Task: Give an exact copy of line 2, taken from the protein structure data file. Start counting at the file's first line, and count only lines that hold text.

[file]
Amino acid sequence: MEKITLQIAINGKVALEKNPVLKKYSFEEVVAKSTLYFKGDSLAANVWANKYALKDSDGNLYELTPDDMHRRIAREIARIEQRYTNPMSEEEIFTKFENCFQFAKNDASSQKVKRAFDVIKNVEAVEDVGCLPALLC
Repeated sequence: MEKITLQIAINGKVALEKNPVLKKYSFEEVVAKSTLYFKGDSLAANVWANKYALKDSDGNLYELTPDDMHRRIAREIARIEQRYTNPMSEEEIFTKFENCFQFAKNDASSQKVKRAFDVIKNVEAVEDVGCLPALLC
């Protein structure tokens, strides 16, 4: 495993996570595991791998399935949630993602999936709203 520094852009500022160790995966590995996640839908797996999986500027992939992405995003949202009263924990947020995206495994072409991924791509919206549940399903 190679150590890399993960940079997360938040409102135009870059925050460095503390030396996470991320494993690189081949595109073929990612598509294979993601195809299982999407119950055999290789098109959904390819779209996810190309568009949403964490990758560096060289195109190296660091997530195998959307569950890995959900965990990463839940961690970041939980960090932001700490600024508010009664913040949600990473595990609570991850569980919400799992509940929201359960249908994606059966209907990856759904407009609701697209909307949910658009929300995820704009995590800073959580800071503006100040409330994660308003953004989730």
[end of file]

Repeated sequence: MEKITLQIAINGKVALEKNPVLKKYSFEEVVAKSTLYFKGDSLAANVWANKYALKDSDGNLYELTPDDMHRRIAREIARIEQRYTNPMSEEEIFTKFENCFQFAKNDASSQKVKRAFDVIKNVEAVEDVGCLPALLC